Mayor Pete Edmonson said the project as proposed would have surmountable curbs, so vehicles could still park along the side of the streets.
Watermain Condition
But the biggest issue was addressed by Steve Houle of Spring Street, who challenged the decision to replace the entire watermain in the Northeast area.
Houle said he saw the section of pipe that was replaced on Spring Street because of a watermain break and felt it was a defect that caused the problem, not deterioration.
“I held that section in my hand. That is not deteriorated at all,” he said. “It doesn’t even seem 30 years old. That had a defective weld with a series of pinholes on the weld.”
Houle said another watermain problem that occurred near the Methodist Church a few years ago was a cracked pipe, not corrosion. He said the city’s maintenance department did a sonar study on the watermain a few years ago and found one small drip.
“Do we have a bad watermain situation in this town? Absolutely not,” he said. “If it was bad, wouldn’t they have heard more leaks? We’ve studied the watermains and they’re not deteriorated.”
Mayor Edmonson asked Engineer Bittner whether the sonar test would indicate corrosion of the pipes.
Bittner said the sonar test doesn’t indicate the condition of the pipes, only leaking.
“There isn’t a technology at this moment that 
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would tell us the type of deterioration that’s going on,” he said. “You can have corrosion pits that aren’t leaking and may not leak for a period of time.” 
Later in the meeting, Maintenance Supervisor John Schmidt brought in the section of pipe. He pointed to the area that had leaked. It was on the weld that Houle had spoken about. But Schmidt pointed out other deep pits on the opposite side of the pipe that were at least half the thickness of the pipe. He said the pipe that was left in the ground was in about the same condition.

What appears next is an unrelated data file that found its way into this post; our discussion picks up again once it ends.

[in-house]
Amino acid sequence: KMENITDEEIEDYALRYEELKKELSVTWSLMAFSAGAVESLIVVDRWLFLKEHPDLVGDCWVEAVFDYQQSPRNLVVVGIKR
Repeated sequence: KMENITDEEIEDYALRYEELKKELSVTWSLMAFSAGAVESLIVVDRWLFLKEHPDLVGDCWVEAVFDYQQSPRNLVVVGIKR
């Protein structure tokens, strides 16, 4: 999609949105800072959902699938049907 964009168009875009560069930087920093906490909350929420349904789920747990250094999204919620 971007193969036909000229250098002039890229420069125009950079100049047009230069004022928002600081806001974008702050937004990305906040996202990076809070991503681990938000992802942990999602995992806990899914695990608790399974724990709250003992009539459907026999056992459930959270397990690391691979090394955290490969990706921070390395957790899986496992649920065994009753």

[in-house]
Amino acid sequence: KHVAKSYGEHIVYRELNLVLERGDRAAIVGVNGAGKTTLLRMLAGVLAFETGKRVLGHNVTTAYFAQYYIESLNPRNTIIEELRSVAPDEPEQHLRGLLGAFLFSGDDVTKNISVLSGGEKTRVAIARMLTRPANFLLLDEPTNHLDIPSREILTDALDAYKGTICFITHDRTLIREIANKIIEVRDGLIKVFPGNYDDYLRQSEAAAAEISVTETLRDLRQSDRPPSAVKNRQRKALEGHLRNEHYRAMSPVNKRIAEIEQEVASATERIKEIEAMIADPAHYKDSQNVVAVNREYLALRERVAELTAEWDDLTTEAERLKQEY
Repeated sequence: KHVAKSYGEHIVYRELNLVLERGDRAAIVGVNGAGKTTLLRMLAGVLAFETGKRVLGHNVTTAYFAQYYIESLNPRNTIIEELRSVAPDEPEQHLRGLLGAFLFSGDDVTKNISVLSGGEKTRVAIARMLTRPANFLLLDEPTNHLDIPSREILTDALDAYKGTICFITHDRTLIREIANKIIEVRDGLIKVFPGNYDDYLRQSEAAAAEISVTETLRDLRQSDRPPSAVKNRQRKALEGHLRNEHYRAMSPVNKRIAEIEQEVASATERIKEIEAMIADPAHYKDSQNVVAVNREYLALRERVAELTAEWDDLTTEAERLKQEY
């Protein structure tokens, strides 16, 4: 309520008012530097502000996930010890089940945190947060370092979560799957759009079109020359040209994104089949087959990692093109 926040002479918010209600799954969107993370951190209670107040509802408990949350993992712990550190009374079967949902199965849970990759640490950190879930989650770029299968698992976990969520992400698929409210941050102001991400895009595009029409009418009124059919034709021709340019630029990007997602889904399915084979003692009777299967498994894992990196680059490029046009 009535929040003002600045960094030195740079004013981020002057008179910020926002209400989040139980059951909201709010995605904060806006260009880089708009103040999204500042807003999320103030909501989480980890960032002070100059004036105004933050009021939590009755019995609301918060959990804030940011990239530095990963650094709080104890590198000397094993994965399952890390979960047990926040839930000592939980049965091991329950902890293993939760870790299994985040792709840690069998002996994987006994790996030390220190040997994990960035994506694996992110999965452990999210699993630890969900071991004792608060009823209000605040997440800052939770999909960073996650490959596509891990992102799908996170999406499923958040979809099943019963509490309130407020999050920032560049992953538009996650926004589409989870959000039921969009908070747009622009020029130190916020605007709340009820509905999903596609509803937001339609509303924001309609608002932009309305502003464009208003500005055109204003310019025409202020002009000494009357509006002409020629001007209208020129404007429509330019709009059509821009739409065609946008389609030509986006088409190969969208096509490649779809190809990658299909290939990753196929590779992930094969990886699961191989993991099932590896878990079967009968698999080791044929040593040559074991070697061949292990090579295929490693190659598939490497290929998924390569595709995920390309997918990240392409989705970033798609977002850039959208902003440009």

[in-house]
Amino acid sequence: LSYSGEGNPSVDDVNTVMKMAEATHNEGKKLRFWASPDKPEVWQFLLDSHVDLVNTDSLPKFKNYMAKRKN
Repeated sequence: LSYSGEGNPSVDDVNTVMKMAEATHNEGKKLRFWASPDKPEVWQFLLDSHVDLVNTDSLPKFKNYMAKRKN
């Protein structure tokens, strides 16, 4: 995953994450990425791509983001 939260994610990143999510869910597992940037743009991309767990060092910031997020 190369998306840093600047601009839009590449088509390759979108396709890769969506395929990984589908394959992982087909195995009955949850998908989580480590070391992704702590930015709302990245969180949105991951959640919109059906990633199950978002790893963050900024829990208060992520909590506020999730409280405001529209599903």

“Those will continue to deteriorate and eventually you’ll lose all your thickness,” he said.
Some property owners still weren’t convinced that all the pipes in the area were deteriorating.
Inspection
Edmonson asked if there was a way to check the condition before moving ahead with the project.
“What sort of inspection - tests - can we run to confirm, deny, or to see what the conditions of our watermains are?” he asked.
“If you want to dig more holes to do a better evaluation, we can spend money and dig more holes,” said Schmidt.
Edmonson said the city wasn’t about to replace the pavement if the old watermains were left in the ground uninspected.
“We acknowledge that it doesn’t make good fiscal, responsible sense to put a new road on top of a watermain that is failing or is in the condition that its in. There’s nothing wrong with us going out and creating more inspections,” he said. “How many inspections should we do? Do we pick our worst pavement spots and go down from there? Mr. Bittner how many would you like to see?”
Bittner said it didn’t matter how many holes were dug if the residents didn’t agree about what constituted a deteriorating pipe. He pointed to the section of pipe.
“The issue I have is, who is the arbiter of whether this watermain is bad. We’ve got a number of people here who say this watermain is perfectly fine. I would strongly disagree. I think Mr. Schmidt would also disagree,” he said. “We can dig up all we want and we can come to the same point and say who is going to decide whether that’s a good watermain or not?”
Councilman Mike Ranum suggested getting an outside firm to inspect the pipe.
“There’s got to be somebody in the field that does this,” he said. “Somebody has got to have some kind of test facility that will tell us what the lifespan is left of that.”
Instead of voting to move ahead with the project, the council directed Administrator Heidi Eckerman and Engineer Bittner to contact testing firms about doing inspections on the watermain.
Edmonson asked to have a list of companies by Monday’s regular council meeting, if possible.
 
 

photos


Phyllis G. Monson